In the previous post, ‘Who’s calling the shots now?’ we talked about the evolution of the consumerization of enterprise software and the importance of free trials in this new model. In this post, we’ll be discussing some factors that impact the free-trial user experience from the perspective of the end users as well as the product team.
Often times, the first test of an enterprise software offering comes when customers are asked if – and how much – they are willing to pay for it. This is where the trial phase comes into play. It transports users from the potential to the actual experience and, when done right, also converts them from potential to actual customers.
Let’s take a look at some common challenges for end-users and product teams face and some of the process approaches that can be deployed to overcome them.
First, we’ll look on some of the obstacles the end-user faces.
Setup and configuration for the trial is often tedious and time-consuming.
This is the user’s first touch-point and impression of the product, which means it’s an important area for the product team to focus on – you want to do everything in your power to avoid starting your end user off with a bad onboarding experience. Part of this involves ensuring that as many of the “configuration” portions as possible are automated. It’s also essential to strike the right balance between providing “sample content” to the trial user and teaching them about setting up their own data. Everything the user generates during the trial phase should be easily transferrable to the paid and “full” version of your software.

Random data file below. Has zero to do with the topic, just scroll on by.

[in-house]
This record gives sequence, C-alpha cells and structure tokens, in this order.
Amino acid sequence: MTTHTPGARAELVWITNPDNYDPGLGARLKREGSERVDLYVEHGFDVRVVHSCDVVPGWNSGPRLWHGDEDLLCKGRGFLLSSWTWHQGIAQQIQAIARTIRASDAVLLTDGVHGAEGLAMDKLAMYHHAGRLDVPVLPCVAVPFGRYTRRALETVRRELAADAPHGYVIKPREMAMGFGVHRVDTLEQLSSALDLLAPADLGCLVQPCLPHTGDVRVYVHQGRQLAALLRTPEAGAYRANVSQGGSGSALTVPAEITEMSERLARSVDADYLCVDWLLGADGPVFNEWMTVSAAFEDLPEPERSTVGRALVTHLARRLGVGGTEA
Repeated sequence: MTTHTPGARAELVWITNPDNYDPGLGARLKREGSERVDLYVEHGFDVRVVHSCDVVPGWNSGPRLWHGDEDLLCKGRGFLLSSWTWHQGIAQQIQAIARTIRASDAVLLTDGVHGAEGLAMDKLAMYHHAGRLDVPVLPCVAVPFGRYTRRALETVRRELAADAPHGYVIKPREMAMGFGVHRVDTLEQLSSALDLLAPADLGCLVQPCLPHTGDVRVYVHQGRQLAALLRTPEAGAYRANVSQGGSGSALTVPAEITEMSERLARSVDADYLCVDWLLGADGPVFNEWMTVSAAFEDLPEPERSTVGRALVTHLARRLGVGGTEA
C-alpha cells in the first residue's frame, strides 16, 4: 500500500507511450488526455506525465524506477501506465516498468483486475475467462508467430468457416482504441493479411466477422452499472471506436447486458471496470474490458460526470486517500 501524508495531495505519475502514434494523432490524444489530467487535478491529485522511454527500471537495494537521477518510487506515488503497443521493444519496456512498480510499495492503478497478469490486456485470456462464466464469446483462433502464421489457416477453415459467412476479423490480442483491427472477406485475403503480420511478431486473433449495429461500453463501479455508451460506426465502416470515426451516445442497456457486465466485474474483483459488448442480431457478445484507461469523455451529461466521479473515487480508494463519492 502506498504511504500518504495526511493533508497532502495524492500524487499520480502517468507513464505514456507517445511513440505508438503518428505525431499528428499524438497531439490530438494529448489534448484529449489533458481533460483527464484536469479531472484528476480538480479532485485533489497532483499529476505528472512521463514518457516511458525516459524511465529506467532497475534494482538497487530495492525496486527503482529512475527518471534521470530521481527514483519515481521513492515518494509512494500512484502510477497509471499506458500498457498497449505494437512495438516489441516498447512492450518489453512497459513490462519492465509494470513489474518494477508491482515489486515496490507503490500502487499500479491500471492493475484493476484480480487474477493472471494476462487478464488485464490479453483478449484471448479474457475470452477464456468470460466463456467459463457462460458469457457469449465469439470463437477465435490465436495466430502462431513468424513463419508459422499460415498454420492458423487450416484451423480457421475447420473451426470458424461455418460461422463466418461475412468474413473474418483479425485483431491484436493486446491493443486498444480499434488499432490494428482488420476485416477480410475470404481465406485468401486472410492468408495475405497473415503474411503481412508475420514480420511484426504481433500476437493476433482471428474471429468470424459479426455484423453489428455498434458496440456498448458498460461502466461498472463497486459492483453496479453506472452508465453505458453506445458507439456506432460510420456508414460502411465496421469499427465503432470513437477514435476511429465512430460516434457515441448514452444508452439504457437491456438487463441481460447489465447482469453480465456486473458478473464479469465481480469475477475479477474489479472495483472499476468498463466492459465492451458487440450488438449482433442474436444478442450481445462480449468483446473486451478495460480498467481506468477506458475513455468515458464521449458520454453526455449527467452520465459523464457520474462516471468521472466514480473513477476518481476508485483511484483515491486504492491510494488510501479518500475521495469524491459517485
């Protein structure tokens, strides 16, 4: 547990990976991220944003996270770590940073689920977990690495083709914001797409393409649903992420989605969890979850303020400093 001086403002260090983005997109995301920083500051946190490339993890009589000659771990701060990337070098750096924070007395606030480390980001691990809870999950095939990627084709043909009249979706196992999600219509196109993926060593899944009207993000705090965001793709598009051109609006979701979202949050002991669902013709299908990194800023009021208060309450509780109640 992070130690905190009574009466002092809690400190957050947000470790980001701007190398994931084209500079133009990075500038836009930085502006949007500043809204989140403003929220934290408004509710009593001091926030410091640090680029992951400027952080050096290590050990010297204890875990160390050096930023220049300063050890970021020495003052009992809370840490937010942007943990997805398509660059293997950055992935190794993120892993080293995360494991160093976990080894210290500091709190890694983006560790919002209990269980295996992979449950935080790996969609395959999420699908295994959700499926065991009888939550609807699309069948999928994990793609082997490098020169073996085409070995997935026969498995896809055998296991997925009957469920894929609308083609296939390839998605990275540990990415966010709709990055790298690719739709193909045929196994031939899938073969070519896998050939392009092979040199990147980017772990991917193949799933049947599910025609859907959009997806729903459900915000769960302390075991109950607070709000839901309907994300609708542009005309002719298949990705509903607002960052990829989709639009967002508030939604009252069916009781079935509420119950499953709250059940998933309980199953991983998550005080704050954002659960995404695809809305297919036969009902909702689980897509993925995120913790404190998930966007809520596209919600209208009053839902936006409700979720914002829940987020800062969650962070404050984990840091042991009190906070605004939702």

Potential customers often find the new software too complex, and struggle with the lack of assistance available to educate them on the product’s features.
You can address this challenge by streamlining required end-user tasks and making sure that your pre-populated content drives your end user’s actions and tells a clear and strong story. Applying exponential learning techniques to the entire trial experience can be very helpful. By gradually introducing simple concepts to a new user, which form the basis for demonstrating more complex workflows in your application helps to avoid overwhelming your user with all the new information presented to them.
Besides considering the amount and flow of information, it’s also important to recognize that the target user-base will have varied learning styles and methods. Based on Kolb’s theory, “Knowing a person’s learning style enables learning to be orientated according to the preferred method.”
For the trial experience, the users’ different learning styles will impact how they prefer experiencing the user-assistance in the application: some may prefer a guided walkthrough, while other may prefer contextual tips. Accounting for these differing needs in a consistent, cohesive and non-intrusive manner leads to a good user experience.
Now let’s consider on some challenges that the product team needs to address as they design and develop the trial experience.